PSU Overload?

Having some trouble with a new build: built my new system and had it up and running just fine, but after 45 mins the system abruptly shut off. I wasn't doing anything too intensive (downloading new drivers in the background while surfing the internet) and charging my phone in one of the front USB 3.0 ports. Pressing the power button would allow the power button LED to flick on then off (just once; if you blink you'd miss it).

I opened the case and unplugged the power from the video card, and now everything appears to work fine. Monitor was plugged into the graphics card, rather than the MOBO DVI spot.

Here is the build; is it possible I overloaded the PSU and it shut down?

CPU: Intel i5 3570k
MOBO: Asus P8Z77-V LE Plus
GPU: EVGA GeForce GTX550 Ti
RAM: G.Skill Ripjaws (2x4GB)
SSD: Crucial M4 128 GB
PSU: Rosewill Hive 550w
Case: Cooler Master HAF XM
7 answers Last reply
More about overload
  1. No, no where near.

    Is the cooler attached properly?
  2. No aftermarket cooler; do you mean the one that came with the cpu?
  3. Yes, are all four push pins correctly pushed down!? You can read the guide in my sig.
  4. Since your PC reboots with the GPU plugged in but works without it, I would try booting with a different PSU.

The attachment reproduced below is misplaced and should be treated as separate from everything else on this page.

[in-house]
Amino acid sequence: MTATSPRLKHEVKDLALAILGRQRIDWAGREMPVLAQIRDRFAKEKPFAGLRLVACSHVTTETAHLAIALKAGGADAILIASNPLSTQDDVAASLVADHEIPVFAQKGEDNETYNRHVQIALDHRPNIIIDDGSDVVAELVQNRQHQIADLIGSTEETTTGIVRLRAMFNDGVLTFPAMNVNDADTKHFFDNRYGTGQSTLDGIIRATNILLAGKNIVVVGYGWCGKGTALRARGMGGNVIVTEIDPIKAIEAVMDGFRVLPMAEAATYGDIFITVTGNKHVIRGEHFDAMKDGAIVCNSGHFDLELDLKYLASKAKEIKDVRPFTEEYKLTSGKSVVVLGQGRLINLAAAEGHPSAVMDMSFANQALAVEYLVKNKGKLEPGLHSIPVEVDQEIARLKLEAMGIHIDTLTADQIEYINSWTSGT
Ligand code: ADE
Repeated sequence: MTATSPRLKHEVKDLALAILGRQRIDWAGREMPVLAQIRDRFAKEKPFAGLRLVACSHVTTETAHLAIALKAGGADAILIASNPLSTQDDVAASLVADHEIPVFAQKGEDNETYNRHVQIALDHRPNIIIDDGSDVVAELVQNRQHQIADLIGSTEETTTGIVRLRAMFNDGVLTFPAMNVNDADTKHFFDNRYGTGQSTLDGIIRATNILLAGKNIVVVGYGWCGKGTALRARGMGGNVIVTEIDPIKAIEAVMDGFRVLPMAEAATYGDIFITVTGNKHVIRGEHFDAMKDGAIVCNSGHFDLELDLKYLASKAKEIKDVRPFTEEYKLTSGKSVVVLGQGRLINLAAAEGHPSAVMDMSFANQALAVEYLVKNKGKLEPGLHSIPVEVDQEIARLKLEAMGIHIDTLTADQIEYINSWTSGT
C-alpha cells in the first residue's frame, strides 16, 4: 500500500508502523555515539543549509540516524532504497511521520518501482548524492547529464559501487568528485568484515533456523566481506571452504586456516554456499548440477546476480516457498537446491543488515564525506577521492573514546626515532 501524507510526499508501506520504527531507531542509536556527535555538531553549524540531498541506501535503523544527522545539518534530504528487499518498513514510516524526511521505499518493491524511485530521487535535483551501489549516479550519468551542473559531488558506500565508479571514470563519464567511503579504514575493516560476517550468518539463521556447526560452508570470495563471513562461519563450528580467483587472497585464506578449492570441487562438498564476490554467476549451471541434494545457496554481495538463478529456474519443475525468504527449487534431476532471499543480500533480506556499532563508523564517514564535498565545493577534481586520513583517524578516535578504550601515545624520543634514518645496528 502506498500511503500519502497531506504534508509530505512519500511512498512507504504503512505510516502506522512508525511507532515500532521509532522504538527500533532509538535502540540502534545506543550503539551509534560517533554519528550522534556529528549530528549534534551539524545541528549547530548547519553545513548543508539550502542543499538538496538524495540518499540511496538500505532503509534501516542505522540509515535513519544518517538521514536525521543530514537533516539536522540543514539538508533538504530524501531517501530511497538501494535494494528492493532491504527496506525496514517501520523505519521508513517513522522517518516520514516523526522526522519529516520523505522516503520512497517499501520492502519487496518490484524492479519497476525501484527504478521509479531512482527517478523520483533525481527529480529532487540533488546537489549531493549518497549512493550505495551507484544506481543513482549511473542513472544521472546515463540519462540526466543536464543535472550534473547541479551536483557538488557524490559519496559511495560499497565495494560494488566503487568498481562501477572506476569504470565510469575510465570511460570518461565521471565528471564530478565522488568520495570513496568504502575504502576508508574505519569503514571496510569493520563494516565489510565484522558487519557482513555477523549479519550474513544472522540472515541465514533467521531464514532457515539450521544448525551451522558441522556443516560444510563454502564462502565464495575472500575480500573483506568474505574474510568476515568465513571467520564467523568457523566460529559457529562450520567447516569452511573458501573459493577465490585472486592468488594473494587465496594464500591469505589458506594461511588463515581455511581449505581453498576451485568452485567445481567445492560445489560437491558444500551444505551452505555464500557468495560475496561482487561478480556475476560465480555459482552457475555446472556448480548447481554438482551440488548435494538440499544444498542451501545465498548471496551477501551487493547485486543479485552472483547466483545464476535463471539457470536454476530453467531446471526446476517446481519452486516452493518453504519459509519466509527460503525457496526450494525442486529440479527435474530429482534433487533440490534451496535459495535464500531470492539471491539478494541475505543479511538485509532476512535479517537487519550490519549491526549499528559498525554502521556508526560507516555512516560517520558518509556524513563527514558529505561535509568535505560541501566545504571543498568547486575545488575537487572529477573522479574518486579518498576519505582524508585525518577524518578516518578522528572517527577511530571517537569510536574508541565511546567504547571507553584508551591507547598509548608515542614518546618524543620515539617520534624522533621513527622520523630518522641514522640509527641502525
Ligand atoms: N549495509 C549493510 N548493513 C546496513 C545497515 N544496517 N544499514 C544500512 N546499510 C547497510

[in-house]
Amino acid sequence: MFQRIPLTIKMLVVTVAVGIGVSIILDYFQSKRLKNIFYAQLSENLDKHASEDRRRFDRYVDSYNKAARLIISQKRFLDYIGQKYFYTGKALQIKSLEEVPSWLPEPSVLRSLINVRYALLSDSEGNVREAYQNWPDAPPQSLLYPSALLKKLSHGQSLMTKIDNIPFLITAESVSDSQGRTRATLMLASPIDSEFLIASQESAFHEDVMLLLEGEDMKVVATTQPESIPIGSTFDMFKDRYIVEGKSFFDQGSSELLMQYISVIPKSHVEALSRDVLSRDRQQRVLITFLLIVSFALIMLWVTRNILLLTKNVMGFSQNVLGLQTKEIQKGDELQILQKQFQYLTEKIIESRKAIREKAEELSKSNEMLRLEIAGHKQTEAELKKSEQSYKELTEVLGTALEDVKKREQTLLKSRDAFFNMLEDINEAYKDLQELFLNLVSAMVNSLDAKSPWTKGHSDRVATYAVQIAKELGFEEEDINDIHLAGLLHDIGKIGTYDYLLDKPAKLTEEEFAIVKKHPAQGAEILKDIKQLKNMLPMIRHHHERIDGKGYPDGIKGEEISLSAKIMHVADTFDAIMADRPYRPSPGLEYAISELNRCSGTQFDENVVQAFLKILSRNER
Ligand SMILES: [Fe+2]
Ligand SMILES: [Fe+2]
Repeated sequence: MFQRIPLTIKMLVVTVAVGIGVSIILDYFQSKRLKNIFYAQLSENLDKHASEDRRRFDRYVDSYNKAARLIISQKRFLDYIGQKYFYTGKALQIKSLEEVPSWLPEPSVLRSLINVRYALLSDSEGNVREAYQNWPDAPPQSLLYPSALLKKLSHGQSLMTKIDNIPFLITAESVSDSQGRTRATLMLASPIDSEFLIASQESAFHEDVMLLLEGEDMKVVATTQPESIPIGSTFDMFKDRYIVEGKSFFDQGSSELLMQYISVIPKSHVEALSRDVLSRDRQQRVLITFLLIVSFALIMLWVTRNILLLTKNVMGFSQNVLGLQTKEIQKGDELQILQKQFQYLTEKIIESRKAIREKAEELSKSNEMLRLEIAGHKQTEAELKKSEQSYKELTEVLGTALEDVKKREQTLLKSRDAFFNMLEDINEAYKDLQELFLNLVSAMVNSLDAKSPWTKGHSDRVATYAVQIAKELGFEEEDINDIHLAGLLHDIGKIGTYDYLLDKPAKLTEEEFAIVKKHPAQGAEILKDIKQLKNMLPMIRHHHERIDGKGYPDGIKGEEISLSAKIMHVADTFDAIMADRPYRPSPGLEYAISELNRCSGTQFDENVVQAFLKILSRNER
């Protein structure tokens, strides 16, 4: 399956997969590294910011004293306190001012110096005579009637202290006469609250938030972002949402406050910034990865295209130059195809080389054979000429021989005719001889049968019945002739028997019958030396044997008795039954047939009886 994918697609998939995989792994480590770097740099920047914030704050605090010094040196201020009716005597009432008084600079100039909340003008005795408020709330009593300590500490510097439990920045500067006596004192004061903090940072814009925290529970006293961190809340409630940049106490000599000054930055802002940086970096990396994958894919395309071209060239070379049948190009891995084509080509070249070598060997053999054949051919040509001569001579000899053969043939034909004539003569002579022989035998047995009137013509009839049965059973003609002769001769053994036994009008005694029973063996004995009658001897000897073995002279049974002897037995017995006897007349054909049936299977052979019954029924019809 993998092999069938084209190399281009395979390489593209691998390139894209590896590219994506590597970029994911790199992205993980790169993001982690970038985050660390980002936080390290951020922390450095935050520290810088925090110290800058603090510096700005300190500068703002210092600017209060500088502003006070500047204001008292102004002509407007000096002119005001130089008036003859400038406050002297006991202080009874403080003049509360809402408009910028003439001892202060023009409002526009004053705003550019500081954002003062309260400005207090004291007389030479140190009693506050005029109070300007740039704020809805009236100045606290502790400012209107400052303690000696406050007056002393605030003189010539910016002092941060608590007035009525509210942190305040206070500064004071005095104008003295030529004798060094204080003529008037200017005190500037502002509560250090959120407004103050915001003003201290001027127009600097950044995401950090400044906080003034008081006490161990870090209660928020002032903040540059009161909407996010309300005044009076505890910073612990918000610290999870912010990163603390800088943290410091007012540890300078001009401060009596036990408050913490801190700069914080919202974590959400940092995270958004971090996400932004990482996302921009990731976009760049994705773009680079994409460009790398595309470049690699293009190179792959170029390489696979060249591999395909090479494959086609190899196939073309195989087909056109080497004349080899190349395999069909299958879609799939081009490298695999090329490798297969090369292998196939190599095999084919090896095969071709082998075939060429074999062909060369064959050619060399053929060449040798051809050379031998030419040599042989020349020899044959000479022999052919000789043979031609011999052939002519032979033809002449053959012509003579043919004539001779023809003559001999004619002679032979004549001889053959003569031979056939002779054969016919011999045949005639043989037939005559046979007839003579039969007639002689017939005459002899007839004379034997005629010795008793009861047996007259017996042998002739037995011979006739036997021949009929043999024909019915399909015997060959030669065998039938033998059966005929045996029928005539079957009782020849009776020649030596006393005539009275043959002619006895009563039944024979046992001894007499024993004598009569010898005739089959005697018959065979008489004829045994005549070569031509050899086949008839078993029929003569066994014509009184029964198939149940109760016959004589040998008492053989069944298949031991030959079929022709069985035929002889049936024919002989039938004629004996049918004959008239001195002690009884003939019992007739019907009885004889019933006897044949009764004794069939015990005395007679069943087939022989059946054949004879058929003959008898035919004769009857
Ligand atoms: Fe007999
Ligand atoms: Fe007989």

Your hardware uses 300W at most so overload is not the issue.

    For the HSF install, this is easy to check: start HWMonitor or similar SMBus monitoring tool and if your CPU cores stay under 75C under load, your HSF is installed good enough. If the temperature goes beyond 85C, you should consider re-seating it.

    If the HSF checks out ok and the PC still reboots, I would try swapping out the PSU. Even the best models from the best brands have lemons/duds too.
  5. HSF is seated properly; this thing will not start if I have power plugged into the GFX card. Unplugged everything seems to work fine. Could I be looking at a bad GFX card, or does this sound more like a bad PSU/cable?
  6. Update: tried switching out the cable, still no luck. System doesn't want to turn on unless I let it sit for a few minutes (could be the PSU locking out). Looking like a bad PSU...
  7. Only two ways to go about it:
    1- test your suspected parts in a known-good system
    2- try known-good parts in your system

    If a part you swapped in the known-good system cause it to fail, it likely has a problem. If your system still fails after swapping a suspected part with a known-good one, you likely swapped the wrong part.
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